-H.M.S. Hood Crew Information-
H.M.S. Crew List

It is estimated that as many as 18,000 men served aboard the 'Mighty Hood' during the operational portion of her 21 year career. Unfortunately, there is no surviving official single listing of ALL men who served in her. Here you will find our attempt at creating such a listing. We are using the few, fragmentary crew lists known to exist, Navy Lists, various official reports, public records, and most importantly of all, inputs from the families of former crew.

Chainbar divider

Ernest Stanley Smith

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Date of birth: 27th July 1903
Place of birth: Plymouth, Devon, Devonshire, England
Wife: Edith
Previous occupation: Horse driver
Service: Royal Marines
Rank: Marine
Service Number: 22731
Joined Hood: 5th January 1927
Left Hood: 27th August 1928

Biographical Information: Ernest was born in the naval city of Plymouth and joined up at the age of 14 years, 10 months and 29 days, in the last year of World War I. He began Service life as a bugler, but later transferred to Marine, remaining in service right through the inter-war years and leaving in 1945 at the very end of World War II.

Ernest served in HMS Hood for some 18 months in 1927 and 1928, as a single man. Shortly after leaving, however, on 22 December 1928, he married Edith. They had two children: son Ernest and daughter Jean. With extended periods away from home, adapting to domestic life on his return could not have been easy.

Although home-ported in his native Plymouth early in his career, Ernest transferred from Plymouth Division to Portsmouth Division in 1931, and remained in the Portsmouth area for the rest of his life. Although too young for active service in World War I and too old for most of World War II, he narrowly escaped the sinking of HMS Royal Oak, which he left not long before her loss in Scapa Flow in October 1939. After discharge from the Royal Marines in 1945, he worked in modest roles in the hospitality industry in the Portsmouth area, retiring in the late 1960s.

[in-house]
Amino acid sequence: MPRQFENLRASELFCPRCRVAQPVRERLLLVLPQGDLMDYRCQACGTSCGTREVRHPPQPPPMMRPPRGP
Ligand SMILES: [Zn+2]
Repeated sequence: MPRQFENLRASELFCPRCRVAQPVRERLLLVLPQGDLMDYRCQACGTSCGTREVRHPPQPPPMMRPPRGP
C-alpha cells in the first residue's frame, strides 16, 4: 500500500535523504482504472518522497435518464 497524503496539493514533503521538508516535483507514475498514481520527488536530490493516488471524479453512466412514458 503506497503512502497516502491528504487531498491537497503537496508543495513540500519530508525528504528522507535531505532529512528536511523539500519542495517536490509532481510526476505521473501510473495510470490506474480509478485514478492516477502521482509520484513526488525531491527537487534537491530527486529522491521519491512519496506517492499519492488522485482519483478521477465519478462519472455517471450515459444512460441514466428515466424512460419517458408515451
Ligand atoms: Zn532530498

Ernest's family remember him as a Royal Marine of the old school: principled, hard working, loyal and honest. They recall his telling of his service in HMS Devonshire in July 1929 when ‘X’ turret exploded, killing seventeen of Ernest’s Royal Marine comrades.

In retirement, Ernest liked occasional visits to favourite pubs in Portsmouth and Eastney, his innate toughness and his Service background still much in evidence. Following serious illness in his eighties, Ernest spent his final years in a Southsea nursing home, where he died on 30 March 1988.

Additional Photographs
None at this time.

No known memorials

Commonwealth War Graves Commission
'Register of Deaths of Naval Ratings' (data extracted by Director of Naval Personnel (Disclosure Cell), Navy Command HQ, 2009)
Ernest's grandson Paul Wiggett, 2019